I have a theory is that every mother is a working mother – at least the good ones are. It’s not as labour-intensive a job as it was 100 years ago, but there’s a lot that goes into keeping kids fed, dressed, clean, educated and able to discern right from wrong.
“But that’s not really work,” some people might argue. “That’s only looking after your own kids – if you didn’t want to do all those things, maybe you shouldn’t have had kids.”
Let’s imagine, however, a world in which just one generation of women all said in unison, “I’m not wasting my life on nappies and snotty noses – I’m going to exclusively pursue my career.” For the next 80 years or so, we’d have a world filled with productive professional women not burdened with the rigours of raising children.
And then everybody would die and there would be nothing left but the animals, no one left to appreciate all the accomplishments of mankind.
So while it’s every woman’s choice (for the most part) whether or not she’s going to have kids, the human race needs at least a few of us to take up that mantle. But the job of parenting should only be the concern of people with kids, right? How hard a time you’re having raising your own children is none of my business, right?
Like nursing and teaching and garbage collecting, raising kids is one of those jobs that pretty much everyone takes for granted until it’s done badly or not done at all – and the evening news is chocked full of stories about people whose parents didn’t do the job as well as it should have been done.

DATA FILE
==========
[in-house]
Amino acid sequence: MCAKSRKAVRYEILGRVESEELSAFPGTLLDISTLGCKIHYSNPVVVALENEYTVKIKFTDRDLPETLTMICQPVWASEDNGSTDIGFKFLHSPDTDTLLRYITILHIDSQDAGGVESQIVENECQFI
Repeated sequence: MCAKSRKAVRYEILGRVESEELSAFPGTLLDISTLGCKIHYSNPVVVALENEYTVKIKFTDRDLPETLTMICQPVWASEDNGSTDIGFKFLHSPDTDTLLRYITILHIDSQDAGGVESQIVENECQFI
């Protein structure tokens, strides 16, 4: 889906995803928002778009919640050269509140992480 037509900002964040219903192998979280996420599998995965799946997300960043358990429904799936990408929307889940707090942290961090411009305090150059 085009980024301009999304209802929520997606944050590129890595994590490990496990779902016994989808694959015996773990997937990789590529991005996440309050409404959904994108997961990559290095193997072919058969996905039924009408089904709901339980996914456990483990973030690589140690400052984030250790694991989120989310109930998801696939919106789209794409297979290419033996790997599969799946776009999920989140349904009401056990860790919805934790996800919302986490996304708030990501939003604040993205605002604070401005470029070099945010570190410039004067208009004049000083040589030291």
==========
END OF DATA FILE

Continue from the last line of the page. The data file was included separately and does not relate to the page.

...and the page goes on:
“Look at all those kids rioting! Look at those drug dealers! Look at this vandalism on my car and my broken window! Didn’t anyone ever teach those people any better than that? Where are their parents???”
I will concede that there are plenty of good parents whose kids turn out bad and plenty of bad parents whose kids succeed in spite of them, but for the most part, many (most?) of the world’s social problems can be attributed to parents who didn’t teach their kids how to be the kind of people other people would want to be around.
Every time you walk out of your house and find that your car has not been stolen by a drunken teenager looking for a joy ride, you can thank all the good parents who taught their kids that stealing is wrong, parents you’ll never sit across the aisle from in a court room. Every time you sit on a bus surrounded by people who are not strung out on meth and who don’t smell like piss, you can remember all the parents of all those civilised people who taught them to be civilised, parents you’ve seen every day quietly doing the job of making our society, well, a society.
So the next time you see a harried mom with no make-up and a ponytail rushing through the grocery store making sure her kids have fresh fruit and something healthy for lunch (so her children don’t grow up to be a burden on the healthcare system), maybe say, “Thank you, ma’am – I appreciate the job you do.”
Because the minute she lays down on the job, you WILL notice. And you probably WON’T like it.